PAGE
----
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Hoffmann, R. A wiki for the life sciences where authorship matters. Nature Genetics (2008)

A new wound healing agent--sphingosylphosphorylcholine.

Spingosylphosphorylcholine (lysosphingomyelin or SPC) is an effective and broad spectrum cell growth promoting agent and a candidate for evaluation on wound healing. The effect of SPC on full-thickness excision and incision wounds in genetically healing-impaired diabetic (db/db) mice was evaluated by measurement of wound area, skin strength, and tissue histology. The effect on cell proliferation was measured in vivo by incorporation of bromo-deoxyuridine and in vitro by [3H] thymidine incorporation. SPC increased the rate of wound closure, with a statistically significant improvement in measured wound areas (p < 0.02, compared with vehicle controls). The optimum concentration was 2-3 microM. SPC, alone and in combination with insulin, stimulated DNA synthesis in cells known to participate in wound healing, including microvascular endothelial cells. In vivo, SPC stimulated proliferation of keratinocytes, fibroblasts, endothelial cells, and cells around sebaceous glands and hair follicles at day 2-4 postwound, resulting in a complete re- epithelialization and profound granulation tissue formation in excisional and incisional wound sites of db.db and db/+ mice. Quantitative assessment of wound tissue section morphology indicated that SPC induced up to a 3-fold increase in the numbers of mitotic cells, resulted in smaller cross-sectional scar area, and led to more normalized tissue in the wound sites. SPC had no deleterious effect on wound skin strength. In conclusion, the acceleration of dermal wound healing animal models suggests that SPC could be an interesting candidate for clinical application.[1]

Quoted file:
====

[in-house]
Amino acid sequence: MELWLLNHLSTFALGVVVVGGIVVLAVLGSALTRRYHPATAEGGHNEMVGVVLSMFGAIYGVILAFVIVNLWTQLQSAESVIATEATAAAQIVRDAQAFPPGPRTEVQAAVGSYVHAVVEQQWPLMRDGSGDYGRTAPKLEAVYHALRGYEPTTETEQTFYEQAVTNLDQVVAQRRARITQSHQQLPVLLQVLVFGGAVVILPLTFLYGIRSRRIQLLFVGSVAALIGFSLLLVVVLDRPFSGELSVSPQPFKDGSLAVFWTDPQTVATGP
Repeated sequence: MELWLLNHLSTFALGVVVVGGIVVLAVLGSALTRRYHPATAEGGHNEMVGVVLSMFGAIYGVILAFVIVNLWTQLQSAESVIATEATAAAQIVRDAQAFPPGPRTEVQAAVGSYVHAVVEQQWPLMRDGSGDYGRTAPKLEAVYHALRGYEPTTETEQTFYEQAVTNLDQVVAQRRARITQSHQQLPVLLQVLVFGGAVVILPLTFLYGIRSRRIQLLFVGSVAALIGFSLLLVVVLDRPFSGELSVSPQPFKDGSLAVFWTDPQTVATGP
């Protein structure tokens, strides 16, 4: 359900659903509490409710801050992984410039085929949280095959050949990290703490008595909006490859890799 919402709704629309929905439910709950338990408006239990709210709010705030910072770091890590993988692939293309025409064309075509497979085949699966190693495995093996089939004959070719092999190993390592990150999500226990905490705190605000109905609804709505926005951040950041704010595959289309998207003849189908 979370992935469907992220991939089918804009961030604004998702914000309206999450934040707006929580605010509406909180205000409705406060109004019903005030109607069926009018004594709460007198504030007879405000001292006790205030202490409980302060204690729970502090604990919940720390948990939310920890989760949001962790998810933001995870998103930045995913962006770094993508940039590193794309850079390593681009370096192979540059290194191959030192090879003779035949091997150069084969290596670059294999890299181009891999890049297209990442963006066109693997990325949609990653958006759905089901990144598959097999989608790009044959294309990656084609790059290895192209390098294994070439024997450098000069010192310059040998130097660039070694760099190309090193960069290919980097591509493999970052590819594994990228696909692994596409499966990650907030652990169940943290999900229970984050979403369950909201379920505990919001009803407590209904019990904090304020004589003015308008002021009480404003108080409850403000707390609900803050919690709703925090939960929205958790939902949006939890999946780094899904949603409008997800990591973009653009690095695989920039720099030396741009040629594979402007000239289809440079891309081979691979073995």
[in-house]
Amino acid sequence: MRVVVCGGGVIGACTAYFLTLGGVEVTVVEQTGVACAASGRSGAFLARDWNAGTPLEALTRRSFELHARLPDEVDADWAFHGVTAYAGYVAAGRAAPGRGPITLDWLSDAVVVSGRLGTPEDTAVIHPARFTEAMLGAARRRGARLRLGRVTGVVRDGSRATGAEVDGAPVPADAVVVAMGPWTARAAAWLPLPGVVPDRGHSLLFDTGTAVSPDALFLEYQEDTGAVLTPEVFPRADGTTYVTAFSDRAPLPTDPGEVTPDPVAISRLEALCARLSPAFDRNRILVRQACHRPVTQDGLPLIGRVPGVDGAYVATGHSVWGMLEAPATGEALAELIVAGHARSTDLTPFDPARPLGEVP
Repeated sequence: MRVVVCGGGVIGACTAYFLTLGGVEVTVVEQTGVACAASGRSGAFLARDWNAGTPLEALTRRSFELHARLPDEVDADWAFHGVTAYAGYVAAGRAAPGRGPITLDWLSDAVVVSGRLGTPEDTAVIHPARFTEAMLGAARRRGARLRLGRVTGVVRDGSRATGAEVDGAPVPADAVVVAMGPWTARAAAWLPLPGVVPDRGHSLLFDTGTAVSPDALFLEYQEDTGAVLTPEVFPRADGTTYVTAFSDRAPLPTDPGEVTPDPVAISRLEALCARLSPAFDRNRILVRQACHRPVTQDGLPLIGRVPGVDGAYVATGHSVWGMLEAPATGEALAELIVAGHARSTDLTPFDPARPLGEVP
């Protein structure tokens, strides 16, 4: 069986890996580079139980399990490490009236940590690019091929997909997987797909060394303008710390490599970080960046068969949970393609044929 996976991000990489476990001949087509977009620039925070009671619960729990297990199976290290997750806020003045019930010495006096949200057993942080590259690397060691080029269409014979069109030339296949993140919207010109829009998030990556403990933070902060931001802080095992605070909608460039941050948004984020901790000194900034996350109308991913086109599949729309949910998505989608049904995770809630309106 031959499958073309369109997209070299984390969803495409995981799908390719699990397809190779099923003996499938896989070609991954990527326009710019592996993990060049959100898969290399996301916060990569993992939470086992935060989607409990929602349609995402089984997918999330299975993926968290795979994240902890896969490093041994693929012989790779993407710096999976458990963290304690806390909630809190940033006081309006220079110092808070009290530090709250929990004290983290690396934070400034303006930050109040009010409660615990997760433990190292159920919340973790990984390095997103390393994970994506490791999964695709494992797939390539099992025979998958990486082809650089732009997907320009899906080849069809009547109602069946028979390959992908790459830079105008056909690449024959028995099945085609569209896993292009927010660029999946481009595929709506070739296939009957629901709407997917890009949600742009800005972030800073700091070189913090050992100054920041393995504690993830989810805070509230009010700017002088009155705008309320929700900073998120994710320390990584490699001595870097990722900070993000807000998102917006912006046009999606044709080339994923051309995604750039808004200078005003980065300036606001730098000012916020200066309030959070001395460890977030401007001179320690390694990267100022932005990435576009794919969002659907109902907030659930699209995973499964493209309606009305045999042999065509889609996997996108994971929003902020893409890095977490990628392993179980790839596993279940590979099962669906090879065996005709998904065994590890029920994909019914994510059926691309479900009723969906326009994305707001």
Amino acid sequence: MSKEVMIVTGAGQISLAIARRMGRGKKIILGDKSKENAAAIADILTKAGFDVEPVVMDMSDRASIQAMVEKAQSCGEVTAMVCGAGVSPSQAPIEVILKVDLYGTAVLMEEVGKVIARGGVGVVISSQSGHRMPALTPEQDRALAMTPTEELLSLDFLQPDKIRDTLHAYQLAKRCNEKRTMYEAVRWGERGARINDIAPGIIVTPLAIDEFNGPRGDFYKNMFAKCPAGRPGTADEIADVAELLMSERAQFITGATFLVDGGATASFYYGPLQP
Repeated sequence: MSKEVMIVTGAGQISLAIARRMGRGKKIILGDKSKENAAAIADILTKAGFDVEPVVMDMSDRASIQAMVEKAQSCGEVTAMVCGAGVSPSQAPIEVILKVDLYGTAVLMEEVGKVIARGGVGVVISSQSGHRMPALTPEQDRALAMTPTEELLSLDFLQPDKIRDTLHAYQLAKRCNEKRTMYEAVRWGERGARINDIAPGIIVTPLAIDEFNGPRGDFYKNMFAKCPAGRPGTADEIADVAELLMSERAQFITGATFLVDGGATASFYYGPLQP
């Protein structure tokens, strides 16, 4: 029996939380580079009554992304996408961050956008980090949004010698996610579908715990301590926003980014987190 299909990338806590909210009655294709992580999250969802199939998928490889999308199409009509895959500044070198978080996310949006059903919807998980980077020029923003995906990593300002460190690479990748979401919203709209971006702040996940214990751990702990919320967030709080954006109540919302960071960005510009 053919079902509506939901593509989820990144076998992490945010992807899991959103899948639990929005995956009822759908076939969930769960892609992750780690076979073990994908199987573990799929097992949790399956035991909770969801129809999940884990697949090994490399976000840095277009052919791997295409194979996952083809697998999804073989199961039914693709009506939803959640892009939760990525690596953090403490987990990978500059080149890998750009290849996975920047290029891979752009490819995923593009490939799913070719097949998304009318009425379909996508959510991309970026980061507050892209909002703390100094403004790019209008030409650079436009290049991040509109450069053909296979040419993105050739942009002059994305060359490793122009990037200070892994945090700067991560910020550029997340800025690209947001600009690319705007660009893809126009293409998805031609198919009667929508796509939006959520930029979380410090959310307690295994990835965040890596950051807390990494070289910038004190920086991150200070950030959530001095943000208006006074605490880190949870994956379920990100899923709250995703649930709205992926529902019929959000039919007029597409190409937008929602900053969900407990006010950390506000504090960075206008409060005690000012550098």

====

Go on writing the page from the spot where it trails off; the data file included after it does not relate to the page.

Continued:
1. A new wound healing agent--sphingosylphosphorylcholine. Sun, L., Xu, L., Henry, F.A., Spiegel, S., Nielsen, T.B. J. Invest. Dermatol. (1996) [Pubmed]
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